From Book to Bid – Agnes Martin’s Untitled #7

One of Martin’s delicate, detailed works is up for sale tomorrow. Understand how the artist created it, via our book
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Untitled #7 (1991) by Agnes Martin is up for sale at Sotheby's contemporary art evening auction, 11 November, New York
Untitled #7 (1991) by Agnes Martin is up for sale at Sotheby's contemporary art evening auction, 11 November, New York

In the early 1960s, around her fiftieth birthday, the Canadian-born, New York-based artist Agnes Martin began to paint her first grids. “I thought I had created something that no one would consider to be a painting,” she later said, “but to my surprise they responded.”

It was a good time for experimentation. The success of the Abstract Expressionists had brought new stylistic freedoms, and burnished the status of American painters within the art world.

 

Agnes Martin with Jack Youngerman, Ellsworth Kelly, Robert Indiana and Delphine Seyrig (1957)
Agnes Martin with Jack Youngerman, Ellsworth Kelly, Robert Indiana and Delphine Seyrig (1957)

Martin was about the same age as the Ab Exers – both she and Jackson Pollock were born in 1912 – and while she admired their work and aims, she did not go in for their wilder strokes. Instead, Martin saw that, by restricting herself, she opened up a new world.

“With the development of the grid, she fulfilled her mission to create paintings at once devoid of intellectual content and simultaneously about something,” her friend the Pace Gallery founder Arne Glimcher writes in our Agnes Martin monograph. “Emptied of all other visual incidents, of Cubist space and brushwork, the paintings address finer layers of perception and extended awareness. Without the beginning or end, composition or texture, they represent a new beginning for painting after the combative achievements of art in the first half of the twentieth century.”

 

Agnes Martin working in her studio (1960)
Agnes Martin working in her studio (1960)

Some might see Martin’s work as a kind of minimalism, in keeping with the bare, sharp-lined paintings that Frank Stella had first shown in 1959 at the Museum of Modern Art. Yet, while Stella and co denied that their simple paintings revealed any inner secrets, Anges saw hers as being alive with spiritual content, albeit content that the viewer must work at in order to reveal.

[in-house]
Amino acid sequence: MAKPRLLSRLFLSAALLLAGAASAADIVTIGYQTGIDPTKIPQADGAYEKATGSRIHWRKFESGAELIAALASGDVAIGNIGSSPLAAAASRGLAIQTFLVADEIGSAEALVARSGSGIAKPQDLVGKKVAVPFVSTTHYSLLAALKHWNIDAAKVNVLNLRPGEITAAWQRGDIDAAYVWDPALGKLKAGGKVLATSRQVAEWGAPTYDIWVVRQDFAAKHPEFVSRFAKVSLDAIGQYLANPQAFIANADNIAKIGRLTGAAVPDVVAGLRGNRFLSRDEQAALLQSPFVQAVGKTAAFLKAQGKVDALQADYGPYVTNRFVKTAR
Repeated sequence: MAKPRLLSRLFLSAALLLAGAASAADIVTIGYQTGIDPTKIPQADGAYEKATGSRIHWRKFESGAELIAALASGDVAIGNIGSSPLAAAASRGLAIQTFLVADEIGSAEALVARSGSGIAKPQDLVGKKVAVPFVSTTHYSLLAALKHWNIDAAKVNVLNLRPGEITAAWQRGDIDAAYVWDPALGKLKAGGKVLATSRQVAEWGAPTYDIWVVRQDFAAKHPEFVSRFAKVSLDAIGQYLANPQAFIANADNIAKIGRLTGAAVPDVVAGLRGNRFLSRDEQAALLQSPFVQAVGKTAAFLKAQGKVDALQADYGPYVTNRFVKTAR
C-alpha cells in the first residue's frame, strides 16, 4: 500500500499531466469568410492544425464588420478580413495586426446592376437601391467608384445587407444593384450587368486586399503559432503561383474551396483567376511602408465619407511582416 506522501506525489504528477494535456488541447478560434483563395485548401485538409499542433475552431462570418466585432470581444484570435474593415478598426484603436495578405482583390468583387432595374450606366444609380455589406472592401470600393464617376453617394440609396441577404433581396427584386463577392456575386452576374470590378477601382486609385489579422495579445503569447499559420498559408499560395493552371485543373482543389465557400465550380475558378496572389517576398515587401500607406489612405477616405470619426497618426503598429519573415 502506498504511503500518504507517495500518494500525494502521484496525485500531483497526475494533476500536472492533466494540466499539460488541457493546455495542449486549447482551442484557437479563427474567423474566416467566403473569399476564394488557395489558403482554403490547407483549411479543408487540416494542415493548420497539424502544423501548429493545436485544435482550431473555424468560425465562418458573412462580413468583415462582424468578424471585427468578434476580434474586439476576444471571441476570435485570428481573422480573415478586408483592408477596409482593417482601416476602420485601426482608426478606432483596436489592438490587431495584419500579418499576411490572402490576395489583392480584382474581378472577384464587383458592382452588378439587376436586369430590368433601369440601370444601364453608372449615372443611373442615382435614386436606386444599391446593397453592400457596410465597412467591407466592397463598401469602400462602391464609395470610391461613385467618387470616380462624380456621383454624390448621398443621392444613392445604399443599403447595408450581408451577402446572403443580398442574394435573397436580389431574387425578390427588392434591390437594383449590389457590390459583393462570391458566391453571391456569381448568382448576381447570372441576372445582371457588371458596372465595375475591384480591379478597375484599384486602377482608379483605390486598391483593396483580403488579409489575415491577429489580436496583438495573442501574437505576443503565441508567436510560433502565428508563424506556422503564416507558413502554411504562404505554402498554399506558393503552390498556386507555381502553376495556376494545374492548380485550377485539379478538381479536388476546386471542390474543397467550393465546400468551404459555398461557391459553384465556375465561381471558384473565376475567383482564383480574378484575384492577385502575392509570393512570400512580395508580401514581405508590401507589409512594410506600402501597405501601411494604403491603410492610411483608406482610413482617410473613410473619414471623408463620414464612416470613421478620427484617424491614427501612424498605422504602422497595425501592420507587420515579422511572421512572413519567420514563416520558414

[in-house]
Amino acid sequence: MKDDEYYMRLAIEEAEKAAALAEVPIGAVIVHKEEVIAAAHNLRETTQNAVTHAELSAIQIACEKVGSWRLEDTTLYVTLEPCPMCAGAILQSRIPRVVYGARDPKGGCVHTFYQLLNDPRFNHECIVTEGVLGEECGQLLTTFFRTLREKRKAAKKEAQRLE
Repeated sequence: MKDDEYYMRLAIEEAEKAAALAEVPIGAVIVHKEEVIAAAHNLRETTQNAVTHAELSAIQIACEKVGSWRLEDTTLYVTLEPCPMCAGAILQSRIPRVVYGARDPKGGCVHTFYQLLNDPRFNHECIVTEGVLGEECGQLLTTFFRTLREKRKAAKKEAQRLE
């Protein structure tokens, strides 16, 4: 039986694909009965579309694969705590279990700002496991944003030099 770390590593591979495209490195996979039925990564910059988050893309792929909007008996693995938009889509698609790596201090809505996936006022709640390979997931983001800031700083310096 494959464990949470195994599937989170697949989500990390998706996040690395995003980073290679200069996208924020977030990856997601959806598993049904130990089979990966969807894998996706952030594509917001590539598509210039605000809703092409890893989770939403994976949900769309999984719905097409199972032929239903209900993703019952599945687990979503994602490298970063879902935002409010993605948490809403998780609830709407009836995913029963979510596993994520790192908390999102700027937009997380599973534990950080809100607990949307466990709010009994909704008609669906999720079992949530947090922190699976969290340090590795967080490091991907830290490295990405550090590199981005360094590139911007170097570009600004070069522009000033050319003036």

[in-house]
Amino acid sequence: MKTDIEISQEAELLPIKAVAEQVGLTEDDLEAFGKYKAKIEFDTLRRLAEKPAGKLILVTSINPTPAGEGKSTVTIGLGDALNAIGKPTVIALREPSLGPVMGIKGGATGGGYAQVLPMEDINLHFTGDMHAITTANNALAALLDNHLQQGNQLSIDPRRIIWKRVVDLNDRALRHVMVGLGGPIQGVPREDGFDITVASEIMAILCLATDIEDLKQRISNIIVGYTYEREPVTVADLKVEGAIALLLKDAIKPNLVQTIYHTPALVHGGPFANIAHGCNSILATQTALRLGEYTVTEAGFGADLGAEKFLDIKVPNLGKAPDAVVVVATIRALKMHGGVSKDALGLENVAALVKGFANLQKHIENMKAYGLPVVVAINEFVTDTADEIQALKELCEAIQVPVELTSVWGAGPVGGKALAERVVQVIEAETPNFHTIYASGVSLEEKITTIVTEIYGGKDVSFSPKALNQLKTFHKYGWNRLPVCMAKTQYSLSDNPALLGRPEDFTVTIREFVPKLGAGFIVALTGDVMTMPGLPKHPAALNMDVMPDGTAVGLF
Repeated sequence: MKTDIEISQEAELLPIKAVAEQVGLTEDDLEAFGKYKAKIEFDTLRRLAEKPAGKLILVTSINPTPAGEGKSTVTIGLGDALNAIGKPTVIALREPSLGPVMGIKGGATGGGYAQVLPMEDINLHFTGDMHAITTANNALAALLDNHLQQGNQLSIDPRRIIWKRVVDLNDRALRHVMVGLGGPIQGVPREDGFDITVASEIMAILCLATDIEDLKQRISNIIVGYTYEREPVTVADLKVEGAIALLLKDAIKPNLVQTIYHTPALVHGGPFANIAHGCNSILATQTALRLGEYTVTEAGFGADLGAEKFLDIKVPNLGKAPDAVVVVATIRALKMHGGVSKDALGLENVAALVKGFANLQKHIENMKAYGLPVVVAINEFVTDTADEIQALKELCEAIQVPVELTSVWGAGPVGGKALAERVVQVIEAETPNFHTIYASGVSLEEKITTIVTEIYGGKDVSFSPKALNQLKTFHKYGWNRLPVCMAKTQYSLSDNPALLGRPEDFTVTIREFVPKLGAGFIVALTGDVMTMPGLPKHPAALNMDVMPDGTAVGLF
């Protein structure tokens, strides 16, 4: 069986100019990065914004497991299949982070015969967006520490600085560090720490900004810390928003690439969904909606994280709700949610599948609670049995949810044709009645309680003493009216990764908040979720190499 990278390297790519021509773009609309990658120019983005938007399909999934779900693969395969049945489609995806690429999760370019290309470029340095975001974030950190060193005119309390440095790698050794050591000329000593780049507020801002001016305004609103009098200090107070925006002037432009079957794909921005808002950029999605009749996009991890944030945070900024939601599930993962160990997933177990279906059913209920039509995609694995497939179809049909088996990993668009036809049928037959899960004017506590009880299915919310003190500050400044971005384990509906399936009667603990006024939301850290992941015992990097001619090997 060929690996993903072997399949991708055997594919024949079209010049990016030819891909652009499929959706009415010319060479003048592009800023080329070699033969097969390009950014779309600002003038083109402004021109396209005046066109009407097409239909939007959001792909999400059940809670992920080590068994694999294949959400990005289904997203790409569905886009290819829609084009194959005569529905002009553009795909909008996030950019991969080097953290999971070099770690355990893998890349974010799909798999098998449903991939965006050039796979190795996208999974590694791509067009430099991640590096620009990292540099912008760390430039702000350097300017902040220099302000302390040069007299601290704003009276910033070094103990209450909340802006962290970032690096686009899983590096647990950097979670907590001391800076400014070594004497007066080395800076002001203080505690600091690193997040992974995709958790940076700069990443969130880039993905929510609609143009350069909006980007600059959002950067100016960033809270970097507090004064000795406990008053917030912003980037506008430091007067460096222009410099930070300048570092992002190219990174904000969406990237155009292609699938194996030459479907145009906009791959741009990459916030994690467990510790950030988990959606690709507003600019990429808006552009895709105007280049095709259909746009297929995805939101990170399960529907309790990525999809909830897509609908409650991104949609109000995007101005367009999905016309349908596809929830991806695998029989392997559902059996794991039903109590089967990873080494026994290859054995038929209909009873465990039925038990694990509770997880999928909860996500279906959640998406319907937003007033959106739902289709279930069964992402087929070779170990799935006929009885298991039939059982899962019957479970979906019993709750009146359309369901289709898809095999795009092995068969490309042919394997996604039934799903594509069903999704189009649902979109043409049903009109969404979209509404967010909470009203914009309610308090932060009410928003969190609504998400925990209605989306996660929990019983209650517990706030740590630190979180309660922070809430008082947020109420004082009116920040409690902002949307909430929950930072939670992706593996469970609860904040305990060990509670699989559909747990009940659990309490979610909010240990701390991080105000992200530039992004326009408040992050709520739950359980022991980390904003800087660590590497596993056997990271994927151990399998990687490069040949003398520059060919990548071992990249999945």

“The painting becomes a chart that allows the viewer, once a time commitment is made, to share the artist’s response to interior states,” writes Glimcher. “The paintings are meditations on innocence, beauty, happiness and love. Agnes’s paintings invite the viewer to recognize states of perfection already extant within ourselves. There is no narrative, they offer no explanation, and they make no demands.”

 

Agnes Martin and Arne Glimcher in her new truck, Galistera, New Mexico (1979)
Agnes Martin and Arne Glimcher in her new truck, Galistera, New Mexico (1979)

Some of this desire for inner contemplation and order came from Agnes’s own poorly mental state. She suffered from schizophrenia to such a degree that she occasionally required hospital treatment. In 1967, she left New York for the isolation of New Mexico, and even gave up painting for a time.

This work, Untitled #7 on sale at Sotheby’s contemporary art evening auction tomorrow, 11 November in New York, dates from her later period. She returned to picture making in the early 1970s, and continued to pursue her gridded style of painting right up until her death.

Martin made this picture when she was aged 79, yet it retains the same qualities she had prized for decades. This graphite and acrylic work on canvas might look almost like a machine production at first, yet this and other Martin paintings Glimcher says, “are filled with visual incident at first beneath notice, but with time nuance becomes subject.”

 

Agnes Martin with Arne Glimcher in front of the studio, Cuba, New Mexico (1974)
Agnes Martin with Arne Glimcher in front of the studio, Cuba, New Mexico (1974)

These nuances only consist of minor variations in the strength of a pencil line or the weight of a brushstroke, yet for the patient art lover, this is enough. Like a kind of western art mandala, these paintings require work on the part of the viewer to recognise their harmony. “Beauty is an awareness in the mind,” Martin once wrote; perhaps this is an awareness the new owner of this work will learn to cultivate.

To learn more about this important American painter, buy a copy of our comprehensive Agnes Martin book. Untitled #7 is there on page 143.


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